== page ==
877 F2d 427 Mocklin v. Orleans Levee District Luhr Brothers Inc

877 F.2d 427

Louis F. MOCKLIN, Jr., Husband of/and Maria Ryan Mocklin,
The ORLEANS LEVEE DISTRICT and Its Board of Levee
Commissioners, Defendants-Third Party Plaintiffs-Appellants,
LUHR BROTHERS, INC., The Home Insurance Co., and City
Insurance Co., Defendants-Cross Plaintiffs, Appellants,
Defendant-Cross Defendant-Appellee.

No. 88-3675.

United States Court of Appeals,
Fifth Circuit.

July 19, 1989.

Richard B. Ehret, McGlinchey, Stafford, Mintz, Cellini & Land, New Orleans, La., for Orleans Levee Dist. and its Bd. of Levee Comm.

Dennis P. Couvillion, Lee, Martiny & Caracci, Metairie, La., for Mocklin.

Randall A. Fish, Albert H. Hanemann, Jr., Lemle, Kelleher, Kohlmeyer, Dennery, Hunley, Moss & Frilot, New Orleans, La., for Luhr Bros., The Home Ins. Co. and City Ins. Co.

Thomas L. Watson, Robert J. Boitmann, Walter J. Becker, Asst. U.S. Attys., John Volz, U.S. Atty., New Orleans, La., for U.S. Army Corps of Engineers.

Appeals from the United States District Court for the Eastern District of Louisiana.

Before CLARK, Chief Judge, WILLIAMS and DAVIS, Circuit Judges.

JERRE S. WILLIAMS, Circuit Judge:

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In this appeal, the plaintiff-appellants challenge the district court's dismissal of the United States Army Corps of Engineers from this suit. 690 F.Supp. 527. The dismissal in the district court was based upon immunity from liability under the independent contractor defense and also the discretionary function exception to the Federal Tort Claims Act ("FTCA"). 28 U.S.C. Sec. 1346(b); 28 U.S.C. Sec. 2680(a).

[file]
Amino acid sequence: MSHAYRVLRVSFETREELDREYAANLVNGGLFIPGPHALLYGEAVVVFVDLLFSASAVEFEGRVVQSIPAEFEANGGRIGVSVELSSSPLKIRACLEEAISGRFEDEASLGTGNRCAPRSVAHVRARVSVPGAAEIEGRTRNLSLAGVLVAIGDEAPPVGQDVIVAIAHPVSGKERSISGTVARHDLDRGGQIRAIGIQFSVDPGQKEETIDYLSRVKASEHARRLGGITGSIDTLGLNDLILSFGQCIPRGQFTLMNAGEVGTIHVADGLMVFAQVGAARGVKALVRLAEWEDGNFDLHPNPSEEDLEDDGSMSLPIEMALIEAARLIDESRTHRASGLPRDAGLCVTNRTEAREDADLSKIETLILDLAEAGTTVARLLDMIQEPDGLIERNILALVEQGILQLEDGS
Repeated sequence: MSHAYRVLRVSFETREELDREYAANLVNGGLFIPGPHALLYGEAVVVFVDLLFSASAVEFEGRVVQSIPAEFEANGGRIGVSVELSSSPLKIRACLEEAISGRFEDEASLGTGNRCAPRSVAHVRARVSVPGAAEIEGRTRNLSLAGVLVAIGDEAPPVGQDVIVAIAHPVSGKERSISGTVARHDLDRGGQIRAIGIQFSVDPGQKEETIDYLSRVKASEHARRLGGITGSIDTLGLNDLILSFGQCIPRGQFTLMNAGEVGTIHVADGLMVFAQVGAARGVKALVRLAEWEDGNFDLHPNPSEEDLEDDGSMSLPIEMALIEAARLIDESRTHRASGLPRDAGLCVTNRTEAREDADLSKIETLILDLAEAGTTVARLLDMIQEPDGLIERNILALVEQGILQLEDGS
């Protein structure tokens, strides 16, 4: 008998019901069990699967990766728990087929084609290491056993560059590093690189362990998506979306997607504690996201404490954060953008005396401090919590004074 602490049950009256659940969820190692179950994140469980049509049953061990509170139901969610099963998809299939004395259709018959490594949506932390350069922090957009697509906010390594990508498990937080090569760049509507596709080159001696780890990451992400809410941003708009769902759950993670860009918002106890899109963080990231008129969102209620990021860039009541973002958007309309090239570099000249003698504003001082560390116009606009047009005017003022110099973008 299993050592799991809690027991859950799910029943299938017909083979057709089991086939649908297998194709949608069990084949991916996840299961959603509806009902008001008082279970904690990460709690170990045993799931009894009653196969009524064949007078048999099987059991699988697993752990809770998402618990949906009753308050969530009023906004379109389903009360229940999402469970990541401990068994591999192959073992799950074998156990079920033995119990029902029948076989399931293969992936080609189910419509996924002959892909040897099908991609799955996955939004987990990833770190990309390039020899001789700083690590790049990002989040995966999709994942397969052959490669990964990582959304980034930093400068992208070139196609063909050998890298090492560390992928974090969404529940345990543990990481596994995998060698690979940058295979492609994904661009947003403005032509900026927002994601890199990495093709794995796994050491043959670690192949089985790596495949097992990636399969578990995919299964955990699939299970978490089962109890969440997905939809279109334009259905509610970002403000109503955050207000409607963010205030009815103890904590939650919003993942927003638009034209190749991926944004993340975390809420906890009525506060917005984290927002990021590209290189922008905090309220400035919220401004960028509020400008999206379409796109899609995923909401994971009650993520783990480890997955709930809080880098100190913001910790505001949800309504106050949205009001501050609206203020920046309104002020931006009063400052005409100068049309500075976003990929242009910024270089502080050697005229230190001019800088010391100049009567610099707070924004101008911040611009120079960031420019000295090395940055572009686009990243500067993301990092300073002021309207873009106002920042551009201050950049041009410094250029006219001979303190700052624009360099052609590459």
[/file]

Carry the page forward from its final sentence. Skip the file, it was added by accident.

We affirm the district court's dismissal. We find instead that the immunity of the Corps stems from the sweeping provisions of the Flood Control Act of 1928 ("FCA"), 33 U.S.C. Sec. 702c.

I. Facts and Prior Proceedings


Because of past damages due to hurricanes and flooding in the lowlands of Lake Pontchartrain's tidal basin, the Corps of Engineers undertook a flood control project to prevent further damage.1 The work for the project was conducted by Luhr Bros., Inc., under contract with the Corps of Engineers. Part of the plan called for the reinforcement of the levees along the lake. In order to accomplish this end, the plan required the excavation of flotation channels so that barges carrying necessary equipment could gain access to the construction site. The lake was not deep enough near the shore for the barges to have access so the lake was dredged to make the flotation channels.


Louis and Maria Mocklins' two sons were playing along the levees after these channels had been excavated. Their younger son waded out approximately one hundred feet into the lake and suddenly disappeared into the water and drowned. The Mocklins brought this action to recover damages arising out of the death of their son, alleging that he drowned when he slipped from a sand bar caused by the dredging into one of the flotation channels.